FRANKFURT (Reuters) - Germany’s Hubject, which is developing a method to map and pay at electric charging stations, has secured fresh funding from shareholders to expand into the world’s leading car markets in the United States and China, it said on Monday.
The need to build, improve and access infrastructure for electric vehicles is seen as a key obstacle for the industry to take off.
The company did not specify how much money it had raised, only saying the investment, the second within a year, was worth millions of euros.
Hubject has more than 61,000 charging points for electric vehicles in its database, mostly in Europe and Japan, and the fresh funding gives it the resources to expand. It has already set up a subsidiary in the United States.
“In China and the United States, too, complex access and payment systems are hindering advances in e-mobility – a large number of non-standardized charging networks makes it difficult to ensure a smooth charging process,” Hubject said.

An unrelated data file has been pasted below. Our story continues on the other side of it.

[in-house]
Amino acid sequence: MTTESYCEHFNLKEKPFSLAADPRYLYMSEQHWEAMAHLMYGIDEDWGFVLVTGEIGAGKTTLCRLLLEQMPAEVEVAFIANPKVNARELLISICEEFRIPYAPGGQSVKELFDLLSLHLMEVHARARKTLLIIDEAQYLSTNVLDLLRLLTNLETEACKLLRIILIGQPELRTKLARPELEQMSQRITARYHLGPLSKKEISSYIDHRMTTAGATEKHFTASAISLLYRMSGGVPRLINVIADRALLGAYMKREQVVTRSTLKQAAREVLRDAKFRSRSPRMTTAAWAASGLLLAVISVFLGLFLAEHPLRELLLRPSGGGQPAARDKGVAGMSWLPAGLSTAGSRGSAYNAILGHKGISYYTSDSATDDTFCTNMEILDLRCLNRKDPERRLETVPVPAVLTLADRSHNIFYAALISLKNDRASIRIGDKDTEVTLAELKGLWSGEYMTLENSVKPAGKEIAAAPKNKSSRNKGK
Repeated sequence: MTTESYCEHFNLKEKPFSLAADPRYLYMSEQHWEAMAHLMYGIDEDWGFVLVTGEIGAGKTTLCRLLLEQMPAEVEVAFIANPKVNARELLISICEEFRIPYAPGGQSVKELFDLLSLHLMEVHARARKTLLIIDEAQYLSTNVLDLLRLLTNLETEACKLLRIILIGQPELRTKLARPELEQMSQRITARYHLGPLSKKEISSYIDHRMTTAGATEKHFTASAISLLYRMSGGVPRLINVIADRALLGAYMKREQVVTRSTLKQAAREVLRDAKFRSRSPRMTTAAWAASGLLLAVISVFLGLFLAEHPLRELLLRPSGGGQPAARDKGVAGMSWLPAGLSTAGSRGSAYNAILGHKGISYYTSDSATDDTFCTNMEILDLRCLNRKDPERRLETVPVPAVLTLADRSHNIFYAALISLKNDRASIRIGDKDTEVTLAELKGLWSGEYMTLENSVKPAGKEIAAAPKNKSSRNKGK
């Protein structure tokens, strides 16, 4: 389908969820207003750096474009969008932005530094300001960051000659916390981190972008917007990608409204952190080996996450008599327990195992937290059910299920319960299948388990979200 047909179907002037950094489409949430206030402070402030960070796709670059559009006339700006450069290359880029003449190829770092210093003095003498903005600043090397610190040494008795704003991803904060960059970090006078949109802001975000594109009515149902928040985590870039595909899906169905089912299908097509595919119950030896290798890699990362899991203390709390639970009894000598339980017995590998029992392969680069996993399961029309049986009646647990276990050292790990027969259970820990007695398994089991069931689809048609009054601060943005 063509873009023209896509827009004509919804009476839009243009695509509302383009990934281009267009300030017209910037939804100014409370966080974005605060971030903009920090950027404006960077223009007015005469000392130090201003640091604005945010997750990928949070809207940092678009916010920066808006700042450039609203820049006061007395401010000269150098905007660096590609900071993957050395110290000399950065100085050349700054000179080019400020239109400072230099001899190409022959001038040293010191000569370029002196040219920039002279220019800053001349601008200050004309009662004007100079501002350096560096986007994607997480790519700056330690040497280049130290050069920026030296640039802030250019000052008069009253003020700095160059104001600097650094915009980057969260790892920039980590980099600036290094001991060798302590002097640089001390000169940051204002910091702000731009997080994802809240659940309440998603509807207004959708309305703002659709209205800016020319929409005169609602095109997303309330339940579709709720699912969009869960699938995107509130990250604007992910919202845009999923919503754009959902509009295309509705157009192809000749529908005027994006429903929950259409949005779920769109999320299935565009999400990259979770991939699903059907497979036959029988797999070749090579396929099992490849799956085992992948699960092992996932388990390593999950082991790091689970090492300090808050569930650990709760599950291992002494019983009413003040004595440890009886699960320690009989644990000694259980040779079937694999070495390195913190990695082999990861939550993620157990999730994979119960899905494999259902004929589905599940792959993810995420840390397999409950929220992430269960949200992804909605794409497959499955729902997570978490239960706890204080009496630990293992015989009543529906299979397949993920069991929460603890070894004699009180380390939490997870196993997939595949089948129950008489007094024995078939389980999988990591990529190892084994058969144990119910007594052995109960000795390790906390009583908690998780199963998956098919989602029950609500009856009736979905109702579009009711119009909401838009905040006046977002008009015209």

In China, the group is currently looking for a partner to set up a joint venture, a pre-condition for foreign companies to do business there, co-Chief Executive Thomas Daiber told Reuters.
Owned by a group of carmakers, automotive suppliers, engineering groups and utilities, Hubject’s shareholder structure reflects the numerous sectors expected to be affected by a pickup in demand for electric vehicles.
Hubject’s seven owners include Volkswagen (VOWG_p.DE), Daimler (DAIGn.DE), BMW (BMWG.DE), Siemens (SIEGn.DE), Bosch [ROBG.UL], Innogy (IGY.DE) and EnBW (EBKG.DE), which are all banking on the industry’s shift away from combustion engines.
Like rivals such as France’s Gireve and e-clearing.net, Hubject is trying to establish its service as the standard payment system for charging stations.
Companies also map the stations and supply drivers with information about locations and availability, provided they have a working internet connection.
Reporting by Christoph Steitz; Editing by Elaine Hardcastle